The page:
First Lady Michelle Obama announced a ban on junk food advertising in the nation’s schools Tuesday, including scoreboards in school gyms.
On February 25, Michelle Obama announced new rules banning junk food companies from advertising in schools arguing that the ban brings marketing permissions in line with school health standards that apply to school foods.
Under the new rules, school gymnasium scoreboards would only be allowed to advertise the sort of foods the Obama administration deems “healthy.”
According to the Associated Press, ninety-three percent of marketing in schools is related to sugary beverages, sodas, and other drinks, and according to the USDA, soda companies spend $149 million a year on marketing to kids in schools.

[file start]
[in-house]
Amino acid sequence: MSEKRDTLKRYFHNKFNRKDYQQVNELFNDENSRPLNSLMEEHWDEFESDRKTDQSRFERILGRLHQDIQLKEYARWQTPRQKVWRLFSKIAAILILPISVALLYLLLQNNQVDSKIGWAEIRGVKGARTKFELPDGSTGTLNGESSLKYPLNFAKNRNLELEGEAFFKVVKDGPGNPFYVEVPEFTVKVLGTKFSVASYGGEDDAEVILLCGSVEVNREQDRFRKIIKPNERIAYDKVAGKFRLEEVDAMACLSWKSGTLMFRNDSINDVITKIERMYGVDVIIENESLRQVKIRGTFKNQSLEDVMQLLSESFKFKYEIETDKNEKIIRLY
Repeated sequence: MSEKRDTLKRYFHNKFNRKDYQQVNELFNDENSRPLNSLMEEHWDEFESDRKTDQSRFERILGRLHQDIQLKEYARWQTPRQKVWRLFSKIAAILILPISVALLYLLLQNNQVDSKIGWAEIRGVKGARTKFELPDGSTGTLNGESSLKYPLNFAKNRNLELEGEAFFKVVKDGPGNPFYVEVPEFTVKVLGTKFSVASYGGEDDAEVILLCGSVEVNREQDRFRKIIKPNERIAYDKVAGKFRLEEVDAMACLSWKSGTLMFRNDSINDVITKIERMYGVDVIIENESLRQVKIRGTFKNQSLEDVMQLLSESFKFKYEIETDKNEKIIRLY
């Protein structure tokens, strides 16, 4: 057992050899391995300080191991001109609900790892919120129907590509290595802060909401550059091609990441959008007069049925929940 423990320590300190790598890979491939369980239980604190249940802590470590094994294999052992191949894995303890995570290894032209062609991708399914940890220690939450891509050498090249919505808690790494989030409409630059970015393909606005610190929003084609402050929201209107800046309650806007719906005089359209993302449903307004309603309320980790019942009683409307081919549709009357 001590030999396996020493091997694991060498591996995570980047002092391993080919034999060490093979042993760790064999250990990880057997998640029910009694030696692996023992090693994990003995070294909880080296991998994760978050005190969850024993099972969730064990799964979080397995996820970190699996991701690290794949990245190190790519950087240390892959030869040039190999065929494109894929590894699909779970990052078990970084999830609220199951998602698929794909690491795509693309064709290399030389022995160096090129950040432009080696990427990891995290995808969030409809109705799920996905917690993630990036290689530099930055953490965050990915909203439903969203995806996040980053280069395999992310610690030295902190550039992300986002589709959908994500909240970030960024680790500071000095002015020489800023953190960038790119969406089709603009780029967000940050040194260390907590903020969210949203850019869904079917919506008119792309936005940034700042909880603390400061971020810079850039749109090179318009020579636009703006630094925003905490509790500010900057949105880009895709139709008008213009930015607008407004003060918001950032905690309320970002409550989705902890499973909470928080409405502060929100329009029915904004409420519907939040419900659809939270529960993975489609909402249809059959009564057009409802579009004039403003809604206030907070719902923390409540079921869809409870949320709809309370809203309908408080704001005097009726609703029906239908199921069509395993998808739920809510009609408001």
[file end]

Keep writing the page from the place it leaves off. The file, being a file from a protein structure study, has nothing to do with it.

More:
The ban could mean millions of dollars eliminated from school funds.
These new rules are part of Michelle Obama’s “Let’s Move!” initiative aimed at eliminating purportedly bad foods from schools and promoting healthier lifestyles.
“The idea here is simple – our classrooms should be healthy places where kids aren’t bombarded with ads for junk food, because when parents are working hard to teach their kids healthy habits at home, their work shouldn’t be undone by unhealthy messages at school,” Obama said during her announcement.
The First Lady’s ideas on what kids should be allowed to eat in schools, however, have come under heavy fire all across the nation, and the USDA has been forced to back off on some of its demands, allowing schools to make some of their own decisions.
Obama’s school lunch standards, for instance, are being rejected by schools all around the nation.
A recent Rasmussen poll found that only 18 percent of respondents felt that regulating school food was a proper role for the federal government.